Thomas Parker, surgeon, Woburn, deposed - On the 20th [sic] September last he called at the house of the prosecutor, where he saw the deceased, who was then ill. He did not then apprehend any danger, as he considered her able to proceed home that night. On the following day he received word from Mr. Crouch, the proescutor, to attend the deceased, whom he found in a state of great exhaustion, and exhibited great anxiety of countenance. He prescribed medicines for her, but she expired that night. It was his decided opinion that the deceased died from the effects of irritant poison. He made a post mortem examination of the body on the night following, in the presence of Messrs Chapman, Green, Vesey and Swaine, and the appearance of the stomach was such as the presence of arsenic in a minute quantity would produce. A portion of the contents of the stomach he applied to four different tests, but was unable to detect the presence of arsenic. A portion of the cake of which the deceased had partaken, was also submitetd to similar tests, and the result was the presence of arsenic in large quantities. He could account for the absence of arsenic in the stomach by the quantity which the deceased had taken being enveloped  in the cake, and taken unaccompanied by fluid, which traversed the stomach rather quickly, and was carried off by the diarrhoea which ensued. The powder which he received from the superintendent of the police he had analyzed, and found it to consist of nearly equal quantities of carbonate of soda and arsenic; he had also analyzed some pepper which he had received from the prosecutor, but it was entirely free from arsenic.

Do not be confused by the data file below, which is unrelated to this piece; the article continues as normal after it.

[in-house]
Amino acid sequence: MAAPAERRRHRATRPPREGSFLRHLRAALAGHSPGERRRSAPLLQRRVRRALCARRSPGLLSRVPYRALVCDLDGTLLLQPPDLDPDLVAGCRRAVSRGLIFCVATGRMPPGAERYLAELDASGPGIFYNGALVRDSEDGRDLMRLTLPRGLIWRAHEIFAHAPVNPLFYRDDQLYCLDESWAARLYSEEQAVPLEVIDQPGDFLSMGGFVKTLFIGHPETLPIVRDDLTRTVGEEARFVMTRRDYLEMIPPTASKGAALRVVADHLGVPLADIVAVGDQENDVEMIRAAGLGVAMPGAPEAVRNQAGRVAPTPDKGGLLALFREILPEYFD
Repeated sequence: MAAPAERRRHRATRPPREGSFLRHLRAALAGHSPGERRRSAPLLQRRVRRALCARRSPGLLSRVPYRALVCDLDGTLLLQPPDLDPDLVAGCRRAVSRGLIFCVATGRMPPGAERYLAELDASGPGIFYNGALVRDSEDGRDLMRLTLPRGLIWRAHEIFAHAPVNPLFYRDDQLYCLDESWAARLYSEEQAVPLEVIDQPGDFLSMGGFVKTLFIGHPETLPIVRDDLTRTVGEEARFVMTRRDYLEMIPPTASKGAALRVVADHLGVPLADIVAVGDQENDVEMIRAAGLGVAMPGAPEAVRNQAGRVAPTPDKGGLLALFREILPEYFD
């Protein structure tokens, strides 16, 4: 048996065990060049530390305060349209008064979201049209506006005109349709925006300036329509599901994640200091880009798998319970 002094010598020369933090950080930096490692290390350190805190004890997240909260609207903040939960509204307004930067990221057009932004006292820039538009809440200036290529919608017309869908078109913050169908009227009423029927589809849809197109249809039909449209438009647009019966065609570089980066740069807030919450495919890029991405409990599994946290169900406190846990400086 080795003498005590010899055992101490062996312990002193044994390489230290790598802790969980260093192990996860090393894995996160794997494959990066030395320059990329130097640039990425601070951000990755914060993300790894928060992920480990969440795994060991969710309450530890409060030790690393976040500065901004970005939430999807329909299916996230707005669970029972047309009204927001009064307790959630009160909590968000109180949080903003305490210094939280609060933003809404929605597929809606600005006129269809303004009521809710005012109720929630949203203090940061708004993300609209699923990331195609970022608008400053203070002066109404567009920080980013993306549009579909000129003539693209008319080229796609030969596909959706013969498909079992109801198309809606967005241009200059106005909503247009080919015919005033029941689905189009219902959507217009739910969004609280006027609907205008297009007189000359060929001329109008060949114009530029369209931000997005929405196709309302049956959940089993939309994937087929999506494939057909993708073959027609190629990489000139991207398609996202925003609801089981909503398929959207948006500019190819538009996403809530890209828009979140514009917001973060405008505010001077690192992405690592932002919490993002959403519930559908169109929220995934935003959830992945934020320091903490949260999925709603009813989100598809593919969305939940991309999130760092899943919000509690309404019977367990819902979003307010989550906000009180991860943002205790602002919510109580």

Mr. Chapman, Surgeon, Ampthill, corroborated the above evidence.

John Roberts senior keeps a shop at Ridgmont, and had frequently sold arsenic to Benjamin Robinson for use on the prosecutor's premises.

John Roberts junior remembered selling an ounce of arsenic to George Peppit on the 22nd July last; the paper was labelled "arsenic poison".

Benjamin Robinson deposed that he frequently purchased poison of Roberts for the puspose of destroying rats and mice on the premises of the prosecutor; he kept it in his tool house; he never saw the prisoner in that place in his life.

Benjamin Robinson junior said that no poison had been in the tool house for a month previous to the inquest.